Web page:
This car also had several glass cases with items from the Dickens House Museum in London, including some manuscript letters and early editions of the Carol and other of his works,
including a few issues of Pickwick, and a quill pen and ink bottle that had been used by the master himself.

Another car had intricate model works for the "set" of the movie- Big Ben being built, Scrooge and Marley's counting house, and nephew Fred's house.

At the end of the tour, we got to "morph" our own faces into characters from the film. Kim chose Marley, I chose Scrooge himself. Look for an interesting Christmas card from us this year! Finally, we were treated to a ten minute sneak preview of the film in 3-D. It was neat to see all of these things, particularly the treasures from the museum.

And yes, old Mr. Fezziwig was there!

Sunday, September 6, 2009

Maillot Blanc

Just like Andy Schleck this summer at the Tour de France, Anna now wears the maillot blanc (awarded at the Tour for the best young rider), at least in our family.

In the last few months, she has asked for a road bike so she could ride with me. Who am I to discourage such a request? So I found an inexpensive, small frame bike for her to start out on, a Dawes Sheila. The only thing Canadian about it, I think, is the shape of the leaf on the sticker. But it seems to be a sturdy and reasonably lightweight ride for her to start out on.

We've taken two spins so far, one down to the lake and back through University Circle, which wasn't as pleasant as it sounds due to rough roads and a lot of traffic. Today's was a much more pleasant 12 mile loop to the east of home and back again.

We're both looking forward to many more rides together!

Monday, August 31, 2009

Peach Pie

August is peach season here in the Great Lakes region, and with it comes a long-standing family tradition of peach pie. My parents would frequently make a trip west to Huron, Ohio to purchase fresh peaches from stands near the orchards where the fruit is grown. This year, we settled for getting our Ohio peaches from the grocery- great whopping specimens too.

This weekend was cool and rainy which kept me off my bicycle and in the kitchen. In addition to whipping up my first-ever batch of mayonnaise from scratch (thank you Julia Child), I bit the bullet and did a pie crust from scratch. Following Ruhlman's ratio (3 parts flour, 2 parts fat, one part water- for which I used 300 grams flour, 200 grams Crisco, 100 grams ice water), directions from Julia, and memories of my sisters' exhortations on the topic, I whipped up a batch without a hitch and pressed it into a pie plate. I kept waiting for it to fall apart, to crumble, to fail, but it did not.

While I was doing this, Kim peeled and sliced the wonderful, juicy peaches for the filling. Following my maternal grandmother's recipe (below), I whipped up the custard addition for the filling and into the crust it went.

It baked to perfection, although we were glad we had put a cookie sheet underneath the pie, as it did bubble over. After it was done, we let it sit for several hours. Since it was such a "food" weekend, we took ourselves to see the fantastic "Julie and Julia" (I heartily recommend Julia's memoir "My Life in France" if you have not ready it), after which we cut into the pie. It was exceptionally soupy, but sliced well and tasted even better, like a plate-sized portion of family history. Here is the second slice (the first inevitably looks miserable!), fittingly served on Grandma's dishes.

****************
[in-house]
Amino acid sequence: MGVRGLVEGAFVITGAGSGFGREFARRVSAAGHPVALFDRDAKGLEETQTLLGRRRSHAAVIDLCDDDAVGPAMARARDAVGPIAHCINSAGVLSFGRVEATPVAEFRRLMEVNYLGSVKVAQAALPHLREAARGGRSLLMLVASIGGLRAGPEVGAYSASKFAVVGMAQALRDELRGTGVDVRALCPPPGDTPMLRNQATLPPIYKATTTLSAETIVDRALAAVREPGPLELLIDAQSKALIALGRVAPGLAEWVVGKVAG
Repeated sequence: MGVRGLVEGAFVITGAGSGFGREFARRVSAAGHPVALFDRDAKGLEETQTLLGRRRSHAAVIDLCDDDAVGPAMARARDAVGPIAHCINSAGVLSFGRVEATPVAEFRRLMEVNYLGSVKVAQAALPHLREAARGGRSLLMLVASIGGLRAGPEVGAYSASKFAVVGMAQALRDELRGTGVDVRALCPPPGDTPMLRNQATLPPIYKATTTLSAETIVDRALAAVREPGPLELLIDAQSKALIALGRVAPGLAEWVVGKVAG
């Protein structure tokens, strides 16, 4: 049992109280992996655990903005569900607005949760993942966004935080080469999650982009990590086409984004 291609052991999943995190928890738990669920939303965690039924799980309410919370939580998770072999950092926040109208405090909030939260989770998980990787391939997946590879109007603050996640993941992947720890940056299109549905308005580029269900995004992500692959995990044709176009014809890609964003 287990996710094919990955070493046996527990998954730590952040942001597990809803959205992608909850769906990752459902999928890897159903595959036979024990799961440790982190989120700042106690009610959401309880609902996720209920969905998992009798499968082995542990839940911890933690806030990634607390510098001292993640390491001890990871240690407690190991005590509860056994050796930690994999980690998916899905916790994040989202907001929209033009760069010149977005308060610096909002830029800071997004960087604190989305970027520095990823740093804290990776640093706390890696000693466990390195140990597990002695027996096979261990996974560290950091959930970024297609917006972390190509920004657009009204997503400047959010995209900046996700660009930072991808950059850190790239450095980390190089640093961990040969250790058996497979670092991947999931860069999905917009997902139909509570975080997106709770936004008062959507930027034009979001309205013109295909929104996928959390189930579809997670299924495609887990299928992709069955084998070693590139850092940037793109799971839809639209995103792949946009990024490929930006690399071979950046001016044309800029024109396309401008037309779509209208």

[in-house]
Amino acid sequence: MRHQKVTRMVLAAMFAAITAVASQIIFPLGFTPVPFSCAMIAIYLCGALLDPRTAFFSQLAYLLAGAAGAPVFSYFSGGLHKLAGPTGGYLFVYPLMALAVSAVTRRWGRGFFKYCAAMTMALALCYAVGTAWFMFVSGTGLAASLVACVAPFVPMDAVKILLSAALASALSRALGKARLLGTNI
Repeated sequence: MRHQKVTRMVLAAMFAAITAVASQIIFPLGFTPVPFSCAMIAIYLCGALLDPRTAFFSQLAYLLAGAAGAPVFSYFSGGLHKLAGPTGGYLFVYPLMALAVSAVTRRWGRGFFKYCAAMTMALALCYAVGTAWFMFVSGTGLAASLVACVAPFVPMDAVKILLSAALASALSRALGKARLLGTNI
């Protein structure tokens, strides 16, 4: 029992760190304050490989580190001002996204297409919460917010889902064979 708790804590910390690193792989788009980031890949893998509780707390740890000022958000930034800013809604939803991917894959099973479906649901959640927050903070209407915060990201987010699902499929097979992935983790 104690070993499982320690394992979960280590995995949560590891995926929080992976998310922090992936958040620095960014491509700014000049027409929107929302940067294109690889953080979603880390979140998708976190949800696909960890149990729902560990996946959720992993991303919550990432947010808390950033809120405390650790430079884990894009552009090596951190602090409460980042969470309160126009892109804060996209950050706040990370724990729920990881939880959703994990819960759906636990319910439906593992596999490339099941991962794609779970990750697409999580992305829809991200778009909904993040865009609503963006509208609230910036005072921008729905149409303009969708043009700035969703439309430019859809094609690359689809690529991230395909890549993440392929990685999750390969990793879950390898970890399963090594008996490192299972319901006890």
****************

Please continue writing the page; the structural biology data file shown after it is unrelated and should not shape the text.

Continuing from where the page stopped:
Fresh Peach Cream Pie
  • 5-6 fresh ripe peaches
  • 2 egg yolks
  • 1 C. sugar
  • 2 T. flour
  • 3 T. cream (or 3 T. milk and 1 T. melted butter)
Slice peaches into crust. Beat yolks slightly and add sugar, flour and cream. Pour egg yolk mixture over peaches.

Bake at 425 degrees for 25 minutes, at 375 degrees for 25 minutes (about 1 hr altogether.)

Saturday, August 15, 2009

But I will have more

Samuel Pepys' diary is well known among those who are interested in seventeenth century English history. It offers a candid and lively view of London during the middle of the century. I find Pepys' descriptions of his daily flirtations with women friends (and occasional flirtations with his wife), his obsession with his fortune, and his fascination with music particularly fun to read.

An enterprising person has created a website for his famous diary, on which Pepys' daily entries can be read on a daily basis, and upon which equally enterprising and knowledgeable people comment. I've found myself reading the RSS feed each morning and following Samuel's London comings and goings.

Yesterday's entry was particularly interesting to me. He begins the entry by saying

Up, and comes Mr. Foley and his man, with a box of a great variety of carpenter’s and joyner’s tooles, which I had bespoke, to me, which please me mightily; but I will have more.

I was not aware that Pepys had a predilection for tools, but how I feel his pain!

I was also not familiar with the name Foley as tool manufacturer, but one of the beauties of the Pepys' Diary site is that there are many notes and annotations to the entries, including one for Foley, which explains that he is a member of the Foley family which built a manufacturing dynasty in Worcestershire.